'Charity of the Year' partnerships could become extinct, warns business leader

18 Oct 2011 News

Commercial “charity of the year” partnerships could die out, as corporations move to a culture of sustainability and corporate social responsibility rather than charity and philanthropy, according to speakers at the Charity Finance Leadership Forum yesterday.

John Williams, board member, Business in Community

Commercial “charity of the year” partnerships could die out, as corporations move to a culture of sustainability and corporate social responsibility rather than charity and philanthropy, according to speakers at the Charity Finance Leadership Forum yesterday.

The Forum, which saw around 35 finance directors network and knowledge-swap, included a session on charities and business. Delegates heard presentations from Oxfam and Marks & Spencer, which currently have a corporate partnership, and John Williams a board member at Business in the Community and co-founder of Fishburn Hedges.

Williams told the audience that charity of the year partnerships were under threat:

“It seems to be in decline,” he warned, “There is a nervousness that this excellent and understandable cash cow for the voluntary sector is at risk.”

Williams said the decline was due in part to companies focussing more on corporate social responsibility (CSR) rather than philanthropy over the last couple of decades:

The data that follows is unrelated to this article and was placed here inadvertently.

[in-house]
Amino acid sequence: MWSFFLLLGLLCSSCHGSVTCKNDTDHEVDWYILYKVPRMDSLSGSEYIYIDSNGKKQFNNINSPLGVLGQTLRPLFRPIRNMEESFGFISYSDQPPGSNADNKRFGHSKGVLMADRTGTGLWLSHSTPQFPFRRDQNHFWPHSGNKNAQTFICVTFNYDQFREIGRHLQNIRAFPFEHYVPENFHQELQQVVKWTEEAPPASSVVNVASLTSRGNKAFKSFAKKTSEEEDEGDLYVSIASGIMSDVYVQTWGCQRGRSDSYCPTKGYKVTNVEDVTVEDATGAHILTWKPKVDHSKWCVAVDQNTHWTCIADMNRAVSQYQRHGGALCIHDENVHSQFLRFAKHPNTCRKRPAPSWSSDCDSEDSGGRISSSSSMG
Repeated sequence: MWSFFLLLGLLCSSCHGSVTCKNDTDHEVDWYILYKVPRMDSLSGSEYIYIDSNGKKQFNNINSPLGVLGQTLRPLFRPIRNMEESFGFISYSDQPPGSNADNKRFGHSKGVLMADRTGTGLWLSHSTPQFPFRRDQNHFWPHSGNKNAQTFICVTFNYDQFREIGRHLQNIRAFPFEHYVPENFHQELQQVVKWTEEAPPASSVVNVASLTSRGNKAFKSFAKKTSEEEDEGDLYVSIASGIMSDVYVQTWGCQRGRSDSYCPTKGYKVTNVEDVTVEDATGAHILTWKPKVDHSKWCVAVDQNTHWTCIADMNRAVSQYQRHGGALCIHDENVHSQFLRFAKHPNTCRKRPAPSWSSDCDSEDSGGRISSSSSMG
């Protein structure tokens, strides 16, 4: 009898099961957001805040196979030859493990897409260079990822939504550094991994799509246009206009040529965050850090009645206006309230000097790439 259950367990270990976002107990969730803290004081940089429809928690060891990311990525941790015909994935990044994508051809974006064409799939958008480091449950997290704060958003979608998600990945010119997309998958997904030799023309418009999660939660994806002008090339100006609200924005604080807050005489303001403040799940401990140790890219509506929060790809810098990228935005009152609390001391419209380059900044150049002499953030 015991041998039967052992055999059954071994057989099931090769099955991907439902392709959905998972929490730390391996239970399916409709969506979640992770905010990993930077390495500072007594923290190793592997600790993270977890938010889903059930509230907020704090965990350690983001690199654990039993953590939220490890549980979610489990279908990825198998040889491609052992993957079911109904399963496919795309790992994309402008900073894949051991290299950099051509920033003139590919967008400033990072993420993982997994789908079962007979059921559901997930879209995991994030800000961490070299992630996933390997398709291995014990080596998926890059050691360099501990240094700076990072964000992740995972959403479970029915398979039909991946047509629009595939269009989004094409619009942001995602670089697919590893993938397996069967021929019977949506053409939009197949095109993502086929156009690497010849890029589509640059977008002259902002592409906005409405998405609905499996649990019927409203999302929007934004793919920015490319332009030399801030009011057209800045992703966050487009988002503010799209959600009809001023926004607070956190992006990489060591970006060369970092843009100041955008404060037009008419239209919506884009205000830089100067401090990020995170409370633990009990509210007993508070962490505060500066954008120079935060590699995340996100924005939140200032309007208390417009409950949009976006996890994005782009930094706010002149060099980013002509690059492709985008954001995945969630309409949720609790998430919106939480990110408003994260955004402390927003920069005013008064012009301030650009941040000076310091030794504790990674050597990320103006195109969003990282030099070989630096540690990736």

“With riots such as in Brixton, came the rise of the CSR agenda and a focus on helping society. If you don’t have society there is no market or employees. There is a clear business case for CSR,” he said.

Williams continued with a warning that charities were just one route for businesses to achieve their CSR goals:

“Companies are creating their own bespoke programmes, and even their own charities.

“Outside the billionaires club, you don’t hear philanthropy in the corridor of corporations. There is a risk that traditional charities will be marginalised over the next few years.”

He advised that charities need to adopt a more strategic approach with businesses, who were increasingly seeing them as 'suppliers' of a service.

Williams’ views were shared by Mike Barry, head of sustainable business at Marks & Spencer who said the retailer was changing its focus from charity to sustainability.

“It’s the word of the future,” he advised, “It’s about sustainability, not charity. The world of business is changing. If you are waiting for a pure philanthropic output you are not going to get it.”

Marks & Spencers’ partnership with Oxfam strives to create a holistic supply chain with its clothing. When a person donates Marks & Spencers clothing to Oxfam, they get a five pounds voucher to spend at M&S.

“It means we can divert 4,500 tonnes of clothing from a landfill,” said Barry.

“We sell 2.7bn food and clothing items a year. There isn’t enough stuff in the planet to consume that much. So we are on a journey to change the way we do business.”

Barry also said that too many charity partnerships stood still, and advised partners to keep on "reinventing”. He also said there was a global trend developing: “Don’t be just seduced by UK-centric,” he advised.

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